Bin Laden is referring to the murderous UN Sanctions against Iraq, supervised and enforced by the US and UK leaders Bill Clinton and Tony Blair, which (all duplicitous objections to this truth aside) were responsible for the deaths of one-million Iraqis, half of them children. One-million is a lot of people. I don't know about you, but I don't have one-million family and friends, so that would be me plus everyone I know and love. He's also referring to the ongoing oppression of the Palestinians by the Israeli state, which has continued to descend to every level of barbarism. Some idiots, when unable to argue against the truth about these crimes, have tried to argue that bin Laden is merely using our own atrocities as an excuse for his violence. Evidently, like bush II's conception of Saddam Hussein, Osama bin Laden is a "madman" interested in murder and violence simply for their own sakes. [Given his own shaky grasp on reality and his enthusiastic embrace of military violence, I'd wager that bush II is the craziest of all three of these monsters.]
The justification for this explanation of Al Qaeda's motives is this: If we in the West can click our tongues in condemnation of anyone allying themselves to the violent, inhuman Al Qaeda, why the hell shouldn't we do the same thing for people who join the US army or who support the US government? Among other things, bush II renewed the legal immunity for "Blackwater" mercenaries in Iraq, even after they'd shown themselves to be incompetent, trigger-happy goons with a horrifying disregard for the lives of Iraqi civilians. Legal immunity!! What do we expect to happen when one gives mercenaries legal immunity? Wholesale slaughter is what did happen and what will happen, as bush II well knew when he pressed for continued immunity. Just because most of the people in the West are too ignorant and too debased to grasp the extent of our own inhumanity in the Middle East, doesn't eliminate the fact that some people from that part of the world are aware of our crimes and therefore don't see joining Al Qaeda as all that insanely evil a decision. We bomb people indiscriminately. We rob them. We shoot them in the thousands. We torture them. We trade images of their mutilated corpses for pornography from "nowthatsfuckedup.com" We create millions of refugees. But 3/4's of us are incapable of identifying any genuine grievances anyone could have against us.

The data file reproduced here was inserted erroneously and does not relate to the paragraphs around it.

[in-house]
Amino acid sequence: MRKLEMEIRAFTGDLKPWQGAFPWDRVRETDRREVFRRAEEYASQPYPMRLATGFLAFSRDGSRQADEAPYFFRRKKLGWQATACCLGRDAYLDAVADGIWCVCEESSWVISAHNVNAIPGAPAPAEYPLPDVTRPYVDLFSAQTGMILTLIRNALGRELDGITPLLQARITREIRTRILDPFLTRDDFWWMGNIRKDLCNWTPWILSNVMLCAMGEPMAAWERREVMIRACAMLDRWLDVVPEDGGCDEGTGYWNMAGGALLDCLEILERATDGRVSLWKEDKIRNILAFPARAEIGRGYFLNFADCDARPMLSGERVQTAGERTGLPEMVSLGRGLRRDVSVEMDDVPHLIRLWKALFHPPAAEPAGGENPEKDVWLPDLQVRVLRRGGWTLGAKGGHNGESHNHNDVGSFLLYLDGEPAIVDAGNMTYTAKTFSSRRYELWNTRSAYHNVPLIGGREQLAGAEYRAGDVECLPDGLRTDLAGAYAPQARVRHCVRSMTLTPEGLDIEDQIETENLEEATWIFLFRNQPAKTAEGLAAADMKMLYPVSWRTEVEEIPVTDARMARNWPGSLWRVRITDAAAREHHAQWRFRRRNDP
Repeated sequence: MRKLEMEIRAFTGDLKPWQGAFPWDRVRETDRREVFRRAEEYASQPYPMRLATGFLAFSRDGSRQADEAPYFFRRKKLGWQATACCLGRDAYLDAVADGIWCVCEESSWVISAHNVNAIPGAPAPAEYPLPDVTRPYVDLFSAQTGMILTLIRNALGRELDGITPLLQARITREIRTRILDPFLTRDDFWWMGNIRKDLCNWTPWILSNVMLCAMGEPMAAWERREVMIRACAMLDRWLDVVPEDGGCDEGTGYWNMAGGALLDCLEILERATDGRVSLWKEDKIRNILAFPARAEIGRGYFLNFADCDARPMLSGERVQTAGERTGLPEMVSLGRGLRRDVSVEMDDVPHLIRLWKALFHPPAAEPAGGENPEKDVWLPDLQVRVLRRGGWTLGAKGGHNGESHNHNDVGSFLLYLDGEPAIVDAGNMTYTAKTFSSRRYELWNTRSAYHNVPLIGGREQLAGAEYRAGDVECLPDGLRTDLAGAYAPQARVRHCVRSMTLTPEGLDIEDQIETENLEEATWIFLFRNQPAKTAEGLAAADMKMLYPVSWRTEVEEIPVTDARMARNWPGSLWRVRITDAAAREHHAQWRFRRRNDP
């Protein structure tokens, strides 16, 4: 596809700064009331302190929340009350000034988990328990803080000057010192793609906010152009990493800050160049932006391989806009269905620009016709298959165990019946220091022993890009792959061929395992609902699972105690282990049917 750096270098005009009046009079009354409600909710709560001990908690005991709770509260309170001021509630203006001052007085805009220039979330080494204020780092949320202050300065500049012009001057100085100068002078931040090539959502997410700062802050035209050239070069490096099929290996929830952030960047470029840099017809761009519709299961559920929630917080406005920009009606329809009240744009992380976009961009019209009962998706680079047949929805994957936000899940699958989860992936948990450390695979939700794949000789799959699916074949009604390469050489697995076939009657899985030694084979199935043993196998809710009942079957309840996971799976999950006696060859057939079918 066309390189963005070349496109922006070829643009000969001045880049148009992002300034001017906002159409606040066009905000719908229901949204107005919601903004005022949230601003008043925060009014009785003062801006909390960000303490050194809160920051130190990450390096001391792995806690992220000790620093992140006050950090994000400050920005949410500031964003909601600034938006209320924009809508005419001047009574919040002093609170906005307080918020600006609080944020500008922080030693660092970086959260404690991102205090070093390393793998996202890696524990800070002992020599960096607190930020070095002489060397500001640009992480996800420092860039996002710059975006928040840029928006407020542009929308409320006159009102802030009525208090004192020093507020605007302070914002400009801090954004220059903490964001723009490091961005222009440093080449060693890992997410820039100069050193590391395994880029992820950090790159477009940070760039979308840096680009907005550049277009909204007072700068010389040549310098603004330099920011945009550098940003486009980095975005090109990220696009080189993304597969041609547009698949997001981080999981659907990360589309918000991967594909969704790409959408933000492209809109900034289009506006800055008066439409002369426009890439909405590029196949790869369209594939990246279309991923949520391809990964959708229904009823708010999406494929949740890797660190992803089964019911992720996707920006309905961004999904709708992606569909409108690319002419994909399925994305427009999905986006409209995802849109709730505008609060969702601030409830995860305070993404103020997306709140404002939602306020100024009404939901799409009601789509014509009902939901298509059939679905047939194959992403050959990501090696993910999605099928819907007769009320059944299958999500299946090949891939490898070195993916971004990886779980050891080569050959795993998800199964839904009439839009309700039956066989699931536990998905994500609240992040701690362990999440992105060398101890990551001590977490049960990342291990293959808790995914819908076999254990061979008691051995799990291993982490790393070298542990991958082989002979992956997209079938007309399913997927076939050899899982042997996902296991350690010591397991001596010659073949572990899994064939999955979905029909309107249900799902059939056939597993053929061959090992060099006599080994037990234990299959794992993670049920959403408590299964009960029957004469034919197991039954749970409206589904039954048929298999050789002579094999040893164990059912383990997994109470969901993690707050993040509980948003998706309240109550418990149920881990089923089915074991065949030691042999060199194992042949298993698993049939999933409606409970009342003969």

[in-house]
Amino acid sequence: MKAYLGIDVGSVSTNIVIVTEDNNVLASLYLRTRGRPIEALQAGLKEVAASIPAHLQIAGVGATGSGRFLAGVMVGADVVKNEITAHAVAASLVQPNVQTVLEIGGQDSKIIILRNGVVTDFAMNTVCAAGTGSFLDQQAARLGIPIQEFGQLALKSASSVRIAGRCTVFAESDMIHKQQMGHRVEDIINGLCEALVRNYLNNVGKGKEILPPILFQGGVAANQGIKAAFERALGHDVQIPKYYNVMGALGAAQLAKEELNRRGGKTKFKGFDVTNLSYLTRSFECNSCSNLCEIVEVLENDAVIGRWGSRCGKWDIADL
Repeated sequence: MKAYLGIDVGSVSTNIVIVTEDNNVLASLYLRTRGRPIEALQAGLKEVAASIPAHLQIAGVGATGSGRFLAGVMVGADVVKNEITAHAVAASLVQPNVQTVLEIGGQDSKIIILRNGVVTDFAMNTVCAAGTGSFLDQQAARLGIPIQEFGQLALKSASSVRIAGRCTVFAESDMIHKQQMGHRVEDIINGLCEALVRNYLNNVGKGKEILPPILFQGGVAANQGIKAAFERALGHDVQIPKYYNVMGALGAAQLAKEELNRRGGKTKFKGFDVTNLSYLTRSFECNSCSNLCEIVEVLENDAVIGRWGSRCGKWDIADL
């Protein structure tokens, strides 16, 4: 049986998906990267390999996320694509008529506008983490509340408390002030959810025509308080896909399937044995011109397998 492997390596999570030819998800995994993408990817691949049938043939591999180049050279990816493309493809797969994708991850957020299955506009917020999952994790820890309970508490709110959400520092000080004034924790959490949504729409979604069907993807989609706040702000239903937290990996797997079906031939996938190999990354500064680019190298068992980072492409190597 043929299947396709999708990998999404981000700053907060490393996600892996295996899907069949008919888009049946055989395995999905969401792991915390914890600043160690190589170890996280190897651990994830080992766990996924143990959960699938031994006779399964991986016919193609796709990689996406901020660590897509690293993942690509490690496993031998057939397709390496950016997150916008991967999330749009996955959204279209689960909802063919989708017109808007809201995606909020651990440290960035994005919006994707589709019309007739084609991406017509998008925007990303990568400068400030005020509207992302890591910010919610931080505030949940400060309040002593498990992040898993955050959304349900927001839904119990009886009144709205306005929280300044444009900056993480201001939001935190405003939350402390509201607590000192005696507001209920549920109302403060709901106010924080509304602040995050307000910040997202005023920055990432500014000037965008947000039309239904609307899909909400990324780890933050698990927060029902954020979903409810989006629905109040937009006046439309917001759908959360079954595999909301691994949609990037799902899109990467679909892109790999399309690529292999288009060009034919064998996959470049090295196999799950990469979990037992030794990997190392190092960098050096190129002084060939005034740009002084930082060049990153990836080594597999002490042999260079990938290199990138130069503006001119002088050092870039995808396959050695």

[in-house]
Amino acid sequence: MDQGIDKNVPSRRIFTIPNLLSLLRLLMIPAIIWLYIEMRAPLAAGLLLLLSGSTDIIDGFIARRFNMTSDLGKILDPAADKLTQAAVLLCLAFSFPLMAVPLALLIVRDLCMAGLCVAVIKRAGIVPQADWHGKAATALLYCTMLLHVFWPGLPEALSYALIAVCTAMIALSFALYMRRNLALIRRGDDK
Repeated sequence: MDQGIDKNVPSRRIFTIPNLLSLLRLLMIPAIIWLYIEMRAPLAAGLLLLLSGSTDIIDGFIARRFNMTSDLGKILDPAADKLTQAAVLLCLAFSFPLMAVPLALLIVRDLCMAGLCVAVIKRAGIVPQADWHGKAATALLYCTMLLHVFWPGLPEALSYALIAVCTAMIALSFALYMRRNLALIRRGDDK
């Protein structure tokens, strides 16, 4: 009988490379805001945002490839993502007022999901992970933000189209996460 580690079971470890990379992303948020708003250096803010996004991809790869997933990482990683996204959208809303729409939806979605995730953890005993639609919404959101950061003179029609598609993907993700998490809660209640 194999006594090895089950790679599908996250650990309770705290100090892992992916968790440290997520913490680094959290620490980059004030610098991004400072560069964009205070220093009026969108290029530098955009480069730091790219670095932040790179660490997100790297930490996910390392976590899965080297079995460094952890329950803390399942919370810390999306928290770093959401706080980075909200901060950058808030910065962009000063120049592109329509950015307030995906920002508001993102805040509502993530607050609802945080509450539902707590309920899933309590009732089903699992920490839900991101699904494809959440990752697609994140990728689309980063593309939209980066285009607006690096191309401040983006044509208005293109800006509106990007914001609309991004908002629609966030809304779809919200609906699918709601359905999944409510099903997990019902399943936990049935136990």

Now we get to the individual Omar Khadr himself. At the age of 15, after a lifetime under his father's tutelage, and years of contact with Al Qaeda, he was at a house in Afghanistan that came under attack by US soldiers. At some point in the fight, the Americans believed that all in the house had been killed and there was a momentary lapse in their defenses. At this point, a grenade was thrown from the house, killing one Sgt. Christopher Speer. I don't know anything about Sgt. Speer. I know that he was at the very least, somebody's son. It must be difficult to lose a child and I sympathize with whatever grief his passing has caused. But at the same time, it has to be acknowledged that there have been a million excess deaths as a result of Western rampaging in Iraq, as well as uncounted thousands dead from starvation and violence in Afghanistan. As well, Speer was killed in a military action. To charge Khadr (whom recent evidence suggests might not have even thrown the grenade that killed Speer) with a "war crime" for throwing a grenade during a fire-fight goes against even the logic of hyper-hypocrite and torture advocate John Yoo .
Alas, it's not beyond the denizens of the Canadian right-wing blog-o-sphere, or the leaders of "Canada's Shittiest Government" who are all fine-and-dandy with Khadr's being beaten, tortured at Guantanamo Bay and his upcoming prosecution at the hands of bush II's illegitimate kangaroo court system there. Khadr deserves no rights and no sympathy because, ... well, apparently because he was his father's son.
At 15 years of age, Khadr should have known that Al Qaeda was an evil organization, even though such clarity of thought is beyond impressionable North Americans in the cases of their own militaries and governments. Khadr should have realized, out in the wilds of Afghanistan with probably zero sources of alternative information that his father was an evil man. That's what your average North American boy realizes when he hears that his father the business man owns sweat-shops, or is a slum-lord, or who denies people medical coverage, or who slaughtered peasants in Vietnam or who overthrows poor country governments or whatever.
To hear torture advocates like Raphael Alexander present the case, neither Khadr's youth, his upbringing, his Canadian citizenship, or the fact that his alleged crime appears to have been defending himself in a fire-fight, qualifies him for our sympathy or our government's obligation to defend his rights. Which is complete nonsense. As I hope I have established.